Introduction: Robotic surgery has shown explicit benefits and advantages in adults, but it is not yet strongly established in the pediatric population, even though its popularity is increasing, especially in the urologic field. Materials and methods: In this article we present our experience with the Da Vinci System (SI first and XI nowadays) at our pediatric institution in order to analyze our progress over the years. We considered all patients from the start of the robotic surgery program in 2016 until the end of 2021, dividing them into general abdominal surgery and genitourinary surgery. Analyzed data were the patient's demographic, details of surgery, and intra and post-operative complications. Results: The total number of patients (pts) included in this study was 76, of whom 40 (52%) were male and 36 (48%) were female. The mean age at surgery was 90.9 months (range 10-207 months), and the mean weight at surgery was 29.3 kg (range 9.5-68 kg). There were 18 general abdominal robotic surgeries and 58 genitourinary robotic surgeries performed. The most performed surgeries in these two categories were fundoplication for gastro-oesophageal reflux disease (11%) and Anderson-Hynes pyeloureteroplasty. The mean operative time was 224.2 min (range 72-530 min): the mean times in the two groups (general abdominal surgery and genitourinary surgery) were 165 min (range 84-204 min) and 194 min (range 95-360 min), respectively. A total of four (5%) minor complications were reported. The total conversions were two (2.6%) and the mortality rate was 0%. Conclusions: Pediatric robotic surgery is a field of considerable interest and it is rapidly expanding. In our experience, it is evident how the learning curve has increased gradually, but steadily, allowing us to advance from standardized surgery, such as fundoplication and pieloplasty, towards a more technically complex one, achieving the same good results. We believe that robotic surgery is very respectful of tissues and feasible, especially for reconstructive surgery. For these reasons, it could become of common use also in the pediatric population, overcoming impediments such as excessive cost and the lack of pediatric instruments, in order to be able to treat children with a progressively lower age and weight.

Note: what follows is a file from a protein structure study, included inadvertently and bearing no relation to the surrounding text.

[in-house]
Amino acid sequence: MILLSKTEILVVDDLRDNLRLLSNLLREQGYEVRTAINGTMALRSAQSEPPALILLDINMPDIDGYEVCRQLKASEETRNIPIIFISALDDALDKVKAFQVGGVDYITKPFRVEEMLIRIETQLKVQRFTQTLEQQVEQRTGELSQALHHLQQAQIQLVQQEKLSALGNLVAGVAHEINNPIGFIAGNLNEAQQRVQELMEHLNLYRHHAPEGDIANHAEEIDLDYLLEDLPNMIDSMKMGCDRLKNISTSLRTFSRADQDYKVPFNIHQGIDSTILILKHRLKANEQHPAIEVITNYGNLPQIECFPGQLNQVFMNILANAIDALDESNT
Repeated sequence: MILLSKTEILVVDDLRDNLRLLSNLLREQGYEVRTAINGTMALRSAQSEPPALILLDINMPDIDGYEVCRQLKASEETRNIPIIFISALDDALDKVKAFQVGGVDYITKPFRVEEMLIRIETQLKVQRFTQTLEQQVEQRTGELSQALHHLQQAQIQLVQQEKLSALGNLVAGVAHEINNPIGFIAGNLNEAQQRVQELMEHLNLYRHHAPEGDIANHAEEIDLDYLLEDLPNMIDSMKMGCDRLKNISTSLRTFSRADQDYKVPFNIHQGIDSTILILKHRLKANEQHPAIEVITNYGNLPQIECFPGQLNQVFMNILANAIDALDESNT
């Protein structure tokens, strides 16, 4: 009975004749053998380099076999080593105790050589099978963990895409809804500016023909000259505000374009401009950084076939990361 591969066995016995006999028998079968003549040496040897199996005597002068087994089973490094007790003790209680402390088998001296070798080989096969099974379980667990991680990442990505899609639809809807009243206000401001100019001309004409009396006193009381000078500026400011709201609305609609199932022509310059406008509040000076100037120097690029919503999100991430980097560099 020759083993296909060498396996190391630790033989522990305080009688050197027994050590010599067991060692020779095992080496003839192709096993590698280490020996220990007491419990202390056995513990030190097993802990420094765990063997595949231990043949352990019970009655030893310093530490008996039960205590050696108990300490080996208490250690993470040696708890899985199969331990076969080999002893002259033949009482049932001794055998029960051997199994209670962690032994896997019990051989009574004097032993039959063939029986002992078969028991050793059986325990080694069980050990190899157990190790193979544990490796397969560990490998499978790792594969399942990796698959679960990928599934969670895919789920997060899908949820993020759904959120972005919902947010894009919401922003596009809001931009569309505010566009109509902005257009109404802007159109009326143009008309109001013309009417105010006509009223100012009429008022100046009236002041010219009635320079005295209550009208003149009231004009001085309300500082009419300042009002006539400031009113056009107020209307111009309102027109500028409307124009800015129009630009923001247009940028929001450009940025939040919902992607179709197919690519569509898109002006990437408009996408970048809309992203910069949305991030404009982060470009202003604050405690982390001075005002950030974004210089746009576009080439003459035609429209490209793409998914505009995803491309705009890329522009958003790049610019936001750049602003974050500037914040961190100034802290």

Robotic Surgery: Is There a Possibility of Increasing Its Application in Pediatric Settings? A Single-Center Experience

Torino G.;Cobellis G.
Writing – Review & Editing
2022

Abstract

Introduction: Robotic surgery has shown explicit benefits and advantages in adults, but it is not yet strongly established in the pediatric population, even though its popularity is increasing, especially in the urologic field. Materials and methods: In this article we present our experience with the Da Vinci System (SI first and XI nowadays) at our pediatric institution in order to analyze our progress over the years. We considered all patients from the start of the robotic surgery program in 2016 until the end of 2021, dividing them into general abdominal surgery and genitourinary surgery. Analyzed data were the patient's demographic, details of surgery, and intra and post-operative complications. Results: The total number of patients (pts) included in this study was 76, of whom 40 (52%) were male and 36 (48%) were female. The mean age at surgery was 90.9 months (range 10-207 months), and the mean weight at surgery was 29.3 kg (range 9.5-68 kg). There were 18 general abdominal robotic surgeries and 58 genitourinary robotic surgeries performed. The most performed surgeries in these two categories were fundoplication for gastro-oesophageal reflux disease (11%) and Anderson-Hynes pyeloureteroplasty. The mean operative time was 224.2 min (range 72-530 min): the mean times in the two groups (general abdominal surgery and genitourinary surgery) were 165 min (range 84-204 min) and 194 min (range 95-360 min), respectively. A total of four (5%) minor complications were reported. The total conversions were two (2.6%) and the mortality rate was 0%. Conclusions: Pediatric robotic surgery is a field of considerable interest and it is rapidly expanding. In our experience, it is evident how the learning curve has increased gradually, but steadily, allowing us to advance from standardized surgery, such as fundoplication and pieloplasty, towards a more technically complex one, achieving the same good results. We believe that robotic surgery is very respectful of tissues and feasible, especially for reconstructive surgery. For these reasons, it could become of common use also in the pediatric population, overcoming impediments such as excessive cost and the lack of pediatric instruments, in order to be able to treat children with a progressively lower age and weight.
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Utilizza questo identificativo per citare o creare un link a questo documento: http://hdl.handle.net/11566/305242
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